"Then we traced IL-23 synthesis back to the TIP dendritic cells. Genome-wide association studies showed that the IL-23 receptor, the p40 subunit and the p19 gene had risk alleles for psoriasis, suggesting that the IL-23 pathway was very important."3
An early IL-17 antibody allowed Dr. Krueger and colleagues to show elevated Th17 T cells in psoriatic plaques. Messenger RNA measurements during cyclosporine treatment showed increases in production of IFN γ, IL-17 and IL-22. This suggested that psoriasis involves coactivation of Th1, Th17 and Th22 T cell subsets, he says.
By 2010, researchers had identified more than 4,000 dysregulated genes in psoriasis, Dr. Krueger says.
"All along, we had seen that interferon-stimulated pathways were highly abundant in psoriasis lesions. But we also knew that interferon pathways are highly abundant in atopic dermatitis (AD) and other inflammatory diseases. So we needed a somewhat different map to point out what is special about psoriasis," he explains.
Subsequent research showed that genes such as S100A8/9 (calgranulins) and S100A7 (psoriasin) were much more highly expressed in psoriasis than in AD. Immunohistochemistry showed that these proteins are highly abundant in keratinocytes.
"How does one get these proteins in keratinocytes? The first insight into Th17-type cytokines came with a simple experiment of adding IL-22 to human keratinocytes in a culture dish," he says.
The result was high-level production of psoriasin and calgranulin.4
"These two molecules were not induced by IFN γ. We began to see a molecular fingerprint of a psoriasis-associated Th17-type cytokine," he says.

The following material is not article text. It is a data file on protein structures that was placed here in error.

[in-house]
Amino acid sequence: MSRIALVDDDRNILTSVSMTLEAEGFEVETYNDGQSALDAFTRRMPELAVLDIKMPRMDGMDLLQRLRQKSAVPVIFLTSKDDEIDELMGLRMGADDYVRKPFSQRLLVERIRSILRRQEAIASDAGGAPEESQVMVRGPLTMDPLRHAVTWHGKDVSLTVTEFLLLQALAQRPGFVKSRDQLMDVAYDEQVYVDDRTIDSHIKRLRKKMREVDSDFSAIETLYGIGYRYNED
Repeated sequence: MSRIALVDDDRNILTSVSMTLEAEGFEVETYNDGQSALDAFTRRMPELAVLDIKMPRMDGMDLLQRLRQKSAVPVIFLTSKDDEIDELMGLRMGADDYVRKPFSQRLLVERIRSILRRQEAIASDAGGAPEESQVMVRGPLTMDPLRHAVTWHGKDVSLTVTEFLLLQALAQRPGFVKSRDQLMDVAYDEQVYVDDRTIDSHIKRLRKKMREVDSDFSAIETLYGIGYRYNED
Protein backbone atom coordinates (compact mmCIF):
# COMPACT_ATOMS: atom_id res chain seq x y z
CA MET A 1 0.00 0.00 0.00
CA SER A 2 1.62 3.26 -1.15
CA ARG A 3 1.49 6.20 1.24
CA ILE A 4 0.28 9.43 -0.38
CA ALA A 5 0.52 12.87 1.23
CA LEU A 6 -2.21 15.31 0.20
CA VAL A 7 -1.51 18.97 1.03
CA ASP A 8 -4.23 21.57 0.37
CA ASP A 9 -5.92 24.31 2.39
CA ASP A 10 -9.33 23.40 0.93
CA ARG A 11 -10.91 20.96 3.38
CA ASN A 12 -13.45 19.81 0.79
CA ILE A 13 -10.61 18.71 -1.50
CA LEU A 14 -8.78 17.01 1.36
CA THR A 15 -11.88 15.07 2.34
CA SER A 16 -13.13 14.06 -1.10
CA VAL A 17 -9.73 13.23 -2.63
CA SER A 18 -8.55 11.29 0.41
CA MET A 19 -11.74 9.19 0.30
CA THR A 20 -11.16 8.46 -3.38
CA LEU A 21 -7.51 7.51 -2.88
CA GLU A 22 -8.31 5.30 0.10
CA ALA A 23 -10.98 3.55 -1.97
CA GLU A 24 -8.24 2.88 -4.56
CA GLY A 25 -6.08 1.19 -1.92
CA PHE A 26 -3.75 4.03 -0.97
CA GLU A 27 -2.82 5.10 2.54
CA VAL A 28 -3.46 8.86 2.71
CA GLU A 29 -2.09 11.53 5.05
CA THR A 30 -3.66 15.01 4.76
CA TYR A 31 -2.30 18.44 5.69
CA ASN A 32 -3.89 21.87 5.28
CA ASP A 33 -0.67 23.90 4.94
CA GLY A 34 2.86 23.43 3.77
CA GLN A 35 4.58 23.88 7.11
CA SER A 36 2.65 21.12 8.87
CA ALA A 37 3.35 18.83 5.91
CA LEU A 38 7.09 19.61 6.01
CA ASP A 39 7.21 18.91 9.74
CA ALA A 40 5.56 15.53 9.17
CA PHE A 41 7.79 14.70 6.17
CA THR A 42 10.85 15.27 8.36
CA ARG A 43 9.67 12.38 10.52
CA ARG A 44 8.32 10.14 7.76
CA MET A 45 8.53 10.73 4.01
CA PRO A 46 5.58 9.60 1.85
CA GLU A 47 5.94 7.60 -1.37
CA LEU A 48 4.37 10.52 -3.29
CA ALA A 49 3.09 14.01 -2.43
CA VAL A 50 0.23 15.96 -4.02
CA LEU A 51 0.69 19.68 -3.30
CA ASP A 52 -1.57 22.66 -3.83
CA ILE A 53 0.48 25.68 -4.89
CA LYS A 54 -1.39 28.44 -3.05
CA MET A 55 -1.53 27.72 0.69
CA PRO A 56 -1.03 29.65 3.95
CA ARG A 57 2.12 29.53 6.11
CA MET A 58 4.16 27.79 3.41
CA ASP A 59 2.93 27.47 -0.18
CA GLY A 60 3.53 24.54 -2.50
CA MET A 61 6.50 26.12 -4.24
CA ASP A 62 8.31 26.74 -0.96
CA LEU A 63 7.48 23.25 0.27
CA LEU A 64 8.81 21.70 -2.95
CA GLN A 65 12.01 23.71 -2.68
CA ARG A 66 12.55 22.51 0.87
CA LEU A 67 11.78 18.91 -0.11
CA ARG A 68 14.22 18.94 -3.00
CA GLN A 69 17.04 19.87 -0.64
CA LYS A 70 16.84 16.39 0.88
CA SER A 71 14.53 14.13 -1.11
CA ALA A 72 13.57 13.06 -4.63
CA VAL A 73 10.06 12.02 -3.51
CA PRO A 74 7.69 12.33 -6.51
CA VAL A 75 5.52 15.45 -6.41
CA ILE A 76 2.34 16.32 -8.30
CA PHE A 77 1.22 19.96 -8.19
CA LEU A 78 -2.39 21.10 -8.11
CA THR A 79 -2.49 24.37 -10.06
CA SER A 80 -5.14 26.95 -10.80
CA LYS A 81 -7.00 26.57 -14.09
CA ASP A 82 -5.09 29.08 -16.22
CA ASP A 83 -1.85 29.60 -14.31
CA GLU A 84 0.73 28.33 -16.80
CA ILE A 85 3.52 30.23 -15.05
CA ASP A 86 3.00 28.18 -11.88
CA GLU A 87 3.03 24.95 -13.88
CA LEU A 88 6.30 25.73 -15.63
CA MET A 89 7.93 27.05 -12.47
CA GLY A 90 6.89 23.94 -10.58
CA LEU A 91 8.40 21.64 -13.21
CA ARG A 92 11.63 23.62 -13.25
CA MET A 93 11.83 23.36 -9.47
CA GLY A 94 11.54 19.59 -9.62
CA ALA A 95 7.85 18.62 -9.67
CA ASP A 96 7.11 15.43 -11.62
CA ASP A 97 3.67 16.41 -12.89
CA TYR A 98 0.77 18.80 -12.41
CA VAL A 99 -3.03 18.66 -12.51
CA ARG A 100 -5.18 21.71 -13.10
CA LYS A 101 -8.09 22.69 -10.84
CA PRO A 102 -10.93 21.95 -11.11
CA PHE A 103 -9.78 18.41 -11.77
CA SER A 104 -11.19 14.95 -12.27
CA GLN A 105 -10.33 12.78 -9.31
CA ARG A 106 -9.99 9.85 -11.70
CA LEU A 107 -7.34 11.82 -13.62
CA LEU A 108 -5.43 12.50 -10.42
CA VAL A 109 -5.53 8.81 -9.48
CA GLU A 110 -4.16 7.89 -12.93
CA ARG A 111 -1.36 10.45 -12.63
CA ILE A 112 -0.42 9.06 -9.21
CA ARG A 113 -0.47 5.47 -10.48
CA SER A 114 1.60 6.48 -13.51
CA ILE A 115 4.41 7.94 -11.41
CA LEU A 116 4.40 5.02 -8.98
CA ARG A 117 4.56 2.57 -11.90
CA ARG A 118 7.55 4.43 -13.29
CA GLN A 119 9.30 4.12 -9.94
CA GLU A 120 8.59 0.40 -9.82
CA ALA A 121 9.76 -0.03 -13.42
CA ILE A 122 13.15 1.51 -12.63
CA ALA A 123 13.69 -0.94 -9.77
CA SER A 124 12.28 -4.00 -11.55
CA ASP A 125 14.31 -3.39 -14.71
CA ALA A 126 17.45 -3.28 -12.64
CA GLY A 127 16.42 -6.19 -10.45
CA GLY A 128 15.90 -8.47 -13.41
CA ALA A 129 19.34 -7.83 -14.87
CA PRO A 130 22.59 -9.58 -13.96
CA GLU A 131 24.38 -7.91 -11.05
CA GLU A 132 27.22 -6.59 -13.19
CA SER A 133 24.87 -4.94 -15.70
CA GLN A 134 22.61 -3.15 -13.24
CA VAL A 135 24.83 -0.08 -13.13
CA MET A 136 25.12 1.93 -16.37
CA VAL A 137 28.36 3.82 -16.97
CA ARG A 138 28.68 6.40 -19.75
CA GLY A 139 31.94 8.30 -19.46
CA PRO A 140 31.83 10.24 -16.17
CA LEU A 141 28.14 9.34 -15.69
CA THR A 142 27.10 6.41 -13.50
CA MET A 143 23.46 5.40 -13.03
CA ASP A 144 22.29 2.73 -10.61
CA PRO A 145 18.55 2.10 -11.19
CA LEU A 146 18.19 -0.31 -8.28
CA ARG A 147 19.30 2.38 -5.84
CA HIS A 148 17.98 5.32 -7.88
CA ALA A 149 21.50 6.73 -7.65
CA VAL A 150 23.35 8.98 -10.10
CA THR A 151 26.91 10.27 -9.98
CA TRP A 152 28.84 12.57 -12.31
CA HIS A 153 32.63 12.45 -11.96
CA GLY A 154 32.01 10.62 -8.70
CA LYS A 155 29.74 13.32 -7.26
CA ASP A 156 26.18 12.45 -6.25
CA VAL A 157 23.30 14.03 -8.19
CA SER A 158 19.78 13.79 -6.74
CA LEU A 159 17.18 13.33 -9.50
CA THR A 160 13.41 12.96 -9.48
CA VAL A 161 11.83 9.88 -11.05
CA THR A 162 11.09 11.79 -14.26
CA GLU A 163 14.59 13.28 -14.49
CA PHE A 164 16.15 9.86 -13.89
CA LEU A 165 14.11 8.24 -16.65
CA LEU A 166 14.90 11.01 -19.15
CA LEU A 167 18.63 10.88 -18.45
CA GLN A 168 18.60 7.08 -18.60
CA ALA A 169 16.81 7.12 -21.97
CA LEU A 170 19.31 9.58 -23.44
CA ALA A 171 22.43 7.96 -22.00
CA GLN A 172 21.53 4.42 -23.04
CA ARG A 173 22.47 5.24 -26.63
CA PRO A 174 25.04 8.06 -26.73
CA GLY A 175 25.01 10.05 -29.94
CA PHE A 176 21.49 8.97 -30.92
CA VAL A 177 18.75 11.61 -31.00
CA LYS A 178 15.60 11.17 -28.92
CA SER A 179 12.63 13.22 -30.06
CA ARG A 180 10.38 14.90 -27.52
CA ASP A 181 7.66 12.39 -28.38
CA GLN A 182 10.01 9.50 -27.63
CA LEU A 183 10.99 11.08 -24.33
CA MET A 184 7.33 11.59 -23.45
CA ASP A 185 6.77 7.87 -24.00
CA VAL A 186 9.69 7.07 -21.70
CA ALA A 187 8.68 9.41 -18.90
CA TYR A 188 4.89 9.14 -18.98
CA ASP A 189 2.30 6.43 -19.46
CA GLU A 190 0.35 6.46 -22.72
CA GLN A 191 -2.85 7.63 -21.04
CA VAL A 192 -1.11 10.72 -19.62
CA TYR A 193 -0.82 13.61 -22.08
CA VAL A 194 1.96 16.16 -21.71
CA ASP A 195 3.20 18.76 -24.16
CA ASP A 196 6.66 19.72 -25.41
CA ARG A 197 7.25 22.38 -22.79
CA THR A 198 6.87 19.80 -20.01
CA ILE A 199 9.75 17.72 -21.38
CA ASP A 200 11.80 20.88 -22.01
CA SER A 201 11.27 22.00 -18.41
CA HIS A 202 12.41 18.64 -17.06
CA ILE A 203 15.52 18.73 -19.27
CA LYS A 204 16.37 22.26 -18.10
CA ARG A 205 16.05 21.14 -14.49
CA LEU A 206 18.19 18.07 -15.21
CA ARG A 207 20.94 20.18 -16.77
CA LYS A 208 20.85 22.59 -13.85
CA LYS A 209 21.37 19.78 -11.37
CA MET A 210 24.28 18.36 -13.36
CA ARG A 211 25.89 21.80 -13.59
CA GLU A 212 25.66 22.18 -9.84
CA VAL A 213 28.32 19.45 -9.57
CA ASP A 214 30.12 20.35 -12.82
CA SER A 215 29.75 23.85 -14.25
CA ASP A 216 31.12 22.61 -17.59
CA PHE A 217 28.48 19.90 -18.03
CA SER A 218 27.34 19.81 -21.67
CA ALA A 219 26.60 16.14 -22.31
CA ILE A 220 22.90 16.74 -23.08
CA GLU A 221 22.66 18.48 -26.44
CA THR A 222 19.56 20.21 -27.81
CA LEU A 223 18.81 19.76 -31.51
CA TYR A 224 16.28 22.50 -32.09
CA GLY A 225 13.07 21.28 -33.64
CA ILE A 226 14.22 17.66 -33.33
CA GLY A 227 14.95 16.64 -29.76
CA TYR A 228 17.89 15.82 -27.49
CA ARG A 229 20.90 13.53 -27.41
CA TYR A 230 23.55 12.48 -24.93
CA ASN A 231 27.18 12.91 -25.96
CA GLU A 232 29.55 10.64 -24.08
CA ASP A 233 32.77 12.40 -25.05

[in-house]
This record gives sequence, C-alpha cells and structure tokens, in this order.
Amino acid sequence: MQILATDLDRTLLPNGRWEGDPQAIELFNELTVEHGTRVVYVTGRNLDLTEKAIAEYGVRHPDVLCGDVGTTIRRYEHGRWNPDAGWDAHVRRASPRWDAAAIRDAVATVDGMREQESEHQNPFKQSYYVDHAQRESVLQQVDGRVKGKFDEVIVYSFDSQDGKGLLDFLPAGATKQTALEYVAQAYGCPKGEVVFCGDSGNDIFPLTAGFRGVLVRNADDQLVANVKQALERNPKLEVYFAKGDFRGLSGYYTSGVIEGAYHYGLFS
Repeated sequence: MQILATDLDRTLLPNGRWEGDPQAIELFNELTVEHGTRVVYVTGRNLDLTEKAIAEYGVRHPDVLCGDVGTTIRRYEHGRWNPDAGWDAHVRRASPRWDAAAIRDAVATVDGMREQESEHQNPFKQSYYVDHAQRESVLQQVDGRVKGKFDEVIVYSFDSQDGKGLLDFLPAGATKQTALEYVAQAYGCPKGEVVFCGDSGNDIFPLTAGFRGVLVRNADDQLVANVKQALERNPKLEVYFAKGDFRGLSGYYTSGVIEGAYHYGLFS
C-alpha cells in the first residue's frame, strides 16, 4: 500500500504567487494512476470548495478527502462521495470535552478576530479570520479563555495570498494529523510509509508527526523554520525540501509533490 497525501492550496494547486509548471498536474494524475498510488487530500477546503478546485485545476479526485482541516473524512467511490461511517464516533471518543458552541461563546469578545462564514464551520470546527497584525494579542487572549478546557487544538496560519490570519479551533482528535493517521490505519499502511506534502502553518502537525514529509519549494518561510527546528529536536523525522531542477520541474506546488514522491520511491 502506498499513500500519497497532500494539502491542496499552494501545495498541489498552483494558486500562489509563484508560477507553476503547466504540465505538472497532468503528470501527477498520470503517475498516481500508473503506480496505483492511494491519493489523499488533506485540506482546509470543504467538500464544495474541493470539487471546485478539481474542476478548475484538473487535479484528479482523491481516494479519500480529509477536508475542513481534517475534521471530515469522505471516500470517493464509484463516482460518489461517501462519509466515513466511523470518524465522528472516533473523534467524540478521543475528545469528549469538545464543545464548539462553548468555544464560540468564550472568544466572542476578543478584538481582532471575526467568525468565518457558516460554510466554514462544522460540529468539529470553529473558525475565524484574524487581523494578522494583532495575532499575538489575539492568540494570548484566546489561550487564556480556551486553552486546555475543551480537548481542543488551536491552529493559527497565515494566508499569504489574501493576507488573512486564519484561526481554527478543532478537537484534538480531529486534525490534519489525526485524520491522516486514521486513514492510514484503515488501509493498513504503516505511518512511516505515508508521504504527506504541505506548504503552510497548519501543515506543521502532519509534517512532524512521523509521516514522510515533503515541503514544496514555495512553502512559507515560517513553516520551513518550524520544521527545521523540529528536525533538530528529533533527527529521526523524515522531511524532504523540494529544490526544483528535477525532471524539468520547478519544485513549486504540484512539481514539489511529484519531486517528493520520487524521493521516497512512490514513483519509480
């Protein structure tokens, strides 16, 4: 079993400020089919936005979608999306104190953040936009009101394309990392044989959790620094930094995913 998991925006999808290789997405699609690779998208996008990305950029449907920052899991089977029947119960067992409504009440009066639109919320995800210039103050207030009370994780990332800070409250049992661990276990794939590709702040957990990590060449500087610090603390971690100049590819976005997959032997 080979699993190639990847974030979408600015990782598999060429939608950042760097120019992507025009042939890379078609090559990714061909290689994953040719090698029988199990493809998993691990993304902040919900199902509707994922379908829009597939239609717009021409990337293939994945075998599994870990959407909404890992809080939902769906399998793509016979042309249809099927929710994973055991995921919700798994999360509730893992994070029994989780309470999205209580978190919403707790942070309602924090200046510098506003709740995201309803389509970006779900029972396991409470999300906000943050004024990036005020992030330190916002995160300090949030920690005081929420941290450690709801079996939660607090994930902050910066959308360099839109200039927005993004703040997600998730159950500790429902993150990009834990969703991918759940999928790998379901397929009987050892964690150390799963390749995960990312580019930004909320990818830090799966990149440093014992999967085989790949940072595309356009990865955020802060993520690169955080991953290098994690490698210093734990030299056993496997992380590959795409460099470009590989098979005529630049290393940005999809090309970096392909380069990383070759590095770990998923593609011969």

Ultimately, "We put all this information together to say that there is a pathway from the TIP dendritic cell through IL-23 to the activation of type 17 T cells and production of IL-17 and IL-22, and then keratinocyte responses which are unique and have features of psoriasis.5"
But even five years ago, researchers believed that immune activation involved activation of three parallel immune axes:
· TIP DCs, making IL-12 and IL-23
· Th1, producing IFN γ
· Th17 and Th22
"The idea was that each of these immune cytokines has receptors on the keratinocytes and activates different transcription factor pathways, and the output is a series of inflammatory molecules that can feedback and amplify this reaction," he explains.
Testing the theory
The first test of this theory came with ustekinumab (Stelara, Janssen). In phase 3 trials, approximately 70% of ustekinumab-treated patients reached PASI 75.6,7 Dr. Krueger says that as expected, blocking IL-12 reduced IFN γ, and blocking IL-23 reduced Th17.
"IL-22 also decreases," he notes.